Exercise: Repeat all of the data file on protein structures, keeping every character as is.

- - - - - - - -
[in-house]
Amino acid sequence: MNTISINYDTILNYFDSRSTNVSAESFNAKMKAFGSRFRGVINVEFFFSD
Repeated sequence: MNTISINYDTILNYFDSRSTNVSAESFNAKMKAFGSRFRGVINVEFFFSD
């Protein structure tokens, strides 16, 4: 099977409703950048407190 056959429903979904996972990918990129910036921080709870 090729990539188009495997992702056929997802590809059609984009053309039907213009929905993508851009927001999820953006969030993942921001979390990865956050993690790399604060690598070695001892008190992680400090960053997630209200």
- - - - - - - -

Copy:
[in-house]
Amino acid sequence: MNTISINYDTILNYFDSRSTNVSAESFNAKMKAFGSRFRGVINVEFFFSD
Repeated sequence: MNTISINYDTILNYFDSRSTNVSAESFNAKMKAFGSRFRGVINVEFFFSD
């Protein structure tokens, strides 16, 4: 099977409703950048407190 056959429903979904996972990918990129910036921080709870 090729990539188009495997992702056929997802590809059609984009053309039907213009929905993508851009927001999820953006969030993942921001979390990865956050993690790399604060690598070695001892008190992680400090960053997630209200």